The Development of Synthetic Hormones
Although American scientists had been busy studying hormones in the 1930s and 1940s, Margaret sanger's dream of a pill for birth control improbably came to fruition because of the discovery of a wild Mexican yam. The yam was key to the development of synthetic hormones, a scientific advance necessary for the creation of the Pill.
Understanding the Cycle
By the 1940s scientists had figured out the importance of hormones in the female reproductive cycle. They established that once a woman becomes pregnant, her fertility is suspended. A woman cannot conceive again while pregnant, because her ovaries secrete the hormones estrogen and progesterone. The secretion of estrogen tells the pituitary gland to withhold the hormones necessary for ovulation. The secretion of progesterone also helps to inhibit ovulation by suppressing the lutenizing hormone known as LH.
Exploring Therapeutic Uses
Once scientists isolated progesterone and figured out its chemical structure, they moved on to explore possible therapeutic treatments using the hormone. Researchers hoped that progesterone would be effective in treating women suffering from gynecological disorders, especially painful menstruation.
Obstacles to Development
However, there were major obstacles to overcome in manufacturing a drug suitable for the general public. Natural progesterone was hard to come by. Extracting it from animal sources was difficult, time consuming and prohibitively expensive. Natural progesterone drug therapy required huge doses to be effective, and at a cost of anywhere from $80 to $1,000 per gram, only the richest patients could afford the treatment. The only customers for the drug turned out to be world-class race horse breeders, who used it to improve the fertility of their mares. Aside from the high cost, the drug had to be given as an injection, and the shots were painful and not well metabolized. Unless researchers could find a way to produce a highly effective synthetic oral dosage of the hormone, the treatment would remain impractical.
In 1943 a chemist by the name of Russell Marker came up with the answer. As a professor at Penn State, Marker had discovered a way to extract progesterone from plant material. Soon after, he was able to create synthetic estrogen from vegetation as well. His path-breaking process, which became known as the "Marker Degradation," remains the basis of synthetic hormone production today.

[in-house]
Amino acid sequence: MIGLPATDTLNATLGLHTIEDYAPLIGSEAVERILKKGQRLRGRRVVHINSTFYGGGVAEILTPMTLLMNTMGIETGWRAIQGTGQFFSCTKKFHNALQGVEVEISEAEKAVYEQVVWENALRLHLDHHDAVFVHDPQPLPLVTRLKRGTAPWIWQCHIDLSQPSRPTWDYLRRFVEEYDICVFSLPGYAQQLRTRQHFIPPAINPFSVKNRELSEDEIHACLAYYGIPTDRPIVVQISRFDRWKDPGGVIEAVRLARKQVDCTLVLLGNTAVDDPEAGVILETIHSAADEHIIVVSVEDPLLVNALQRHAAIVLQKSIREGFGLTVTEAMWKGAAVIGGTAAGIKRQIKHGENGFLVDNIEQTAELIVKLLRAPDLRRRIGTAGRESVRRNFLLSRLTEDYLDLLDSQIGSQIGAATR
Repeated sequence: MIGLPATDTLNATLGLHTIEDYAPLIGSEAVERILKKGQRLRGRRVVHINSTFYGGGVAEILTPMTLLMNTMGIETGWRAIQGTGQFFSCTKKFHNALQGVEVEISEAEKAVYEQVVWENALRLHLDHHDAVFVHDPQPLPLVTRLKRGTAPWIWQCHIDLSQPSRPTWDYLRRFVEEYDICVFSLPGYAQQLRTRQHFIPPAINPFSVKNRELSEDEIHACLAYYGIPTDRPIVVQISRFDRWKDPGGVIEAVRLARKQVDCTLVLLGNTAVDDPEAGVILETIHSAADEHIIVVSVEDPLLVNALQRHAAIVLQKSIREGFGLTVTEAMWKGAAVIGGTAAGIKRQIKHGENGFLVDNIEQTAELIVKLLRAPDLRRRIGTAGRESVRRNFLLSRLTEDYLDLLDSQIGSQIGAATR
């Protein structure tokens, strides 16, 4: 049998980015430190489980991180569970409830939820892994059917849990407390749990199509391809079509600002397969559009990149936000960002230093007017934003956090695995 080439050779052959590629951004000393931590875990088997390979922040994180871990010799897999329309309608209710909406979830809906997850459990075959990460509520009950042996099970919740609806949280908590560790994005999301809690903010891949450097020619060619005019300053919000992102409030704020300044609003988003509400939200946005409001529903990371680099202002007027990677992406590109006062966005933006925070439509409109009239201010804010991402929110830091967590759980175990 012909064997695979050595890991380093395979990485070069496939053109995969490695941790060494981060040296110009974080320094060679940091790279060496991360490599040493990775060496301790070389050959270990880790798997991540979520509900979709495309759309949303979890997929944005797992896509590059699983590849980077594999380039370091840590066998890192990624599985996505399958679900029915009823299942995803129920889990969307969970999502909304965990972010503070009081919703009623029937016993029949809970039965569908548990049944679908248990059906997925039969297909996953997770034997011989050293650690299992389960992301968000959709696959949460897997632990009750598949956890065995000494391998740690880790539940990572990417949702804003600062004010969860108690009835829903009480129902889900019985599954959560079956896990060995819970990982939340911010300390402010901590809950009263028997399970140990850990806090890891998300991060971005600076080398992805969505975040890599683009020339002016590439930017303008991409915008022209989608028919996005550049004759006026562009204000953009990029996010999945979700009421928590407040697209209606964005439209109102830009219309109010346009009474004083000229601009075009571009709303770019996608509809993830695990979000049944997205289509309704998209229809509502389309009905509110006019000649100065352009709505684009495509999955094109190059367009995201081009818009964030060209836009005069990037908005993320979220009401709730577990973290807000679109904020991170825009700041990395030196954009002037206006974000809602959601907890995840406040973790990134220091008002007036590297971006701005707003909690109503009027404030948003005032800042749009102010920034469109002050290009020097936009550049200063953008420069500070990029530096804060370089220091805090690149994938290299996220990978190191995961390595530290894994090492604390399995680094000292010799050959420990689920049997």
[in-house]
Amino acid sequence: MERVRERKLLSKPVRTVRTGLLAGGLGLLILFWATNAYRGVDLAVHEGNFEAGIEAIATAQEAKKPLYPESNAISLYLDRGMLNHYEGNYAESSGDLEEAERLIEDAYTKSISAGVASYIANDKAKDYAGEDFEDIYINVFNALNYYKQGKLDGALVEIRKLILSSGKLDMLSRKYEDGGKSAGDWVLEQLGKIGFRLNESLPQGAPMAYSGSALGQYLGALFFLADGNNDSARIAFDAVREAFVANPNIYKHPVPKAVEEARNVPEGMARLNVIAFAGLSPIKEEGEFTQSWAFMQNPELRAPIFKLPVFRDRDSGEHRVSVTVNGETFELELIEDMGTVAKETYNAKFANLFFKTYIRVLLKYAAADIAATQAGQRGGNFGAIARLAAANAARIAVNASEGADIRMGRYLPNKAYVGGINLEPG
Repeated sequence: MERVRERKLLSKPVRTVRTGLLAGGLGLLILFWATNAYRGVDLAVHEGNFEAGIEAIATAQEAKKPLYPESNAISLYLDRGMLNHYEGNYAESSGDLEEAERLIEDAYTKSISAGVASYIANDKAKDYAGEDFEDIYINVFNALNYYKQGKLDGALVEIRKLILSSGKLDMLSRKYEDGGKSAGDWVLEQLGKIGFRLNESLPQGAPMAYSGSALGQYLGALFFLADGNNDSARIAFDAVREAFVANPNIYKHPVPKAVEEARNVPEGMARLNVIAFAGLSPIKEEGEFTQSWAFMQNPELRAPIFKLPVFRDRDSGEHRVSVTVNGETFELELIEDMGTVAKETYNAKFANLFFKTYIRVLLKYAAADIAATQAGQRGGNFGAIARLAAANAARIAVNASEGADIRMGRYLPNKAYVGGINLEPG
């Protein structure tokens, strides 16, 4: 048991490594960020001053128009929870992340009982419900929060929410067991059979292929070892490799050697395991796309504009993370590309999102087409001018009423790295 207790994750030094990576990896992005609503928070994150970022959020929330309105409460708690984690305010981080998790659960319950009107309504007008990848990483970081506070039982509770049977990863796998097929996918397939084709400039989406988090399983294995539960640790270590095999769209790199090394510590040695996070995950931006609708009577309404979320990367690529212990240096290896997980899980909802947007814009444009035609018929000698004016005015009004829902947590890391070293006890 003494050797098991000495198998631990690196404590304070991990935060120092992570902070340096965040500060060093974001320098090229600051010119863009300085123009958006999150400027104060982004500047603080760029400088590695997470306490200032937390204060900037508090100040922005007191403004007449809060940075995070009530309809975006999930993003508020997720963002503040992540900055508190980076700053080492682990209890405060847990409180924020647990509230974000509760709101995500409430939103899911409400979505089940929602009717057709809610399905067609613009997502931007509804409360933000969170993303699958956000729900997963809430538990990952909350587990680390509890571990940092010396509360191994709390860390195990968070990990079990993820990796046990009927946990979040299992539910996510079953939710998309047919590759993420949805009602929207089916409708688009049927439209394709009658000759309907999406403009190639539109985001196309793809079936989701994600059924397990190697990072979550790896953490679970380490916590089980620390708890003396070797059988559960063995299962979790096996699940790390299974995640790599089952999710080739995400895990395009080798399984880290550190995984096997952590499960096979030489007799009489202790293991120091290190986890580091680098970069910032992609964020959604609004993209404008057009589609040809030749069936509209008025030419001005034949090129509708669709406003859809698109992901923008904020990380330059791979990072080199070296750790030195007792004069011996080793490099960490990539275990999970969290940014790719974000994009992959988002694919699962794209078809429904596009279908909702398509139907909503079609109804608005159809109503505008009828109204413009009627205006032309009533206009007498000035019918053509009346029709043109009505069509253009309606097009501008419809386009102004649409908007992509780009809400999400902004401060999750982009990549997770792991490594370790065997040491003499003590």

A Useful Yam
Marker still needed to find a plant that could yield enough progesterone to make mass production possible. He traveled across America in search of the right source, but came up empty-handed. Unwilling to abandon his quest, he headed south to Mexico in search of a plant called cabeza de negrothat he had read about by chance in a dusty old regional Texas botany book. His hunch was correct, and the giant tubers proved to be an excellent source for the cheap mass production of progesterone.
Although the drug could be mass-produced inexpensively, there were still huge drawbacks. Marker's synthetic progesterone wasn't effective orally, and had to be given by injection. Patients would have to endure painful shots of huge doses of the drug for it to work.
Oral Forms Developed
In the early 1950s, Frank Colton and Carl Djerassi, two chemists working independently at separate pharmaceutical companies, took Marker's work one step farther. The scientists each created a highly potent oral form of synthetic progesterone. Working for Syntex, a pharmaceutical company based in Mexico, Djerassi invented norethindrone. This synthetic progesterone was not only orally effective, it was also eight times more potent than natural progesterone. At Searle, Colton created another version of orally effective synthetic progesterone called norethynodrel.
Basis for the Pill
With the advent of these new drugs, the Pill came into existence. Although neither Djerassi or Colton developed the drug for contraceptive purposes, both Searle and Syntex had an oral contraceptive right under their noses. Although Djerassi synthesized his version of the drug first, Searle beat Syntex to market. Less than a decade after Colton and Djerassi's breakthrough, with Gregory Pincus making the connection to contraception, Searle's Pill would reach American consumers.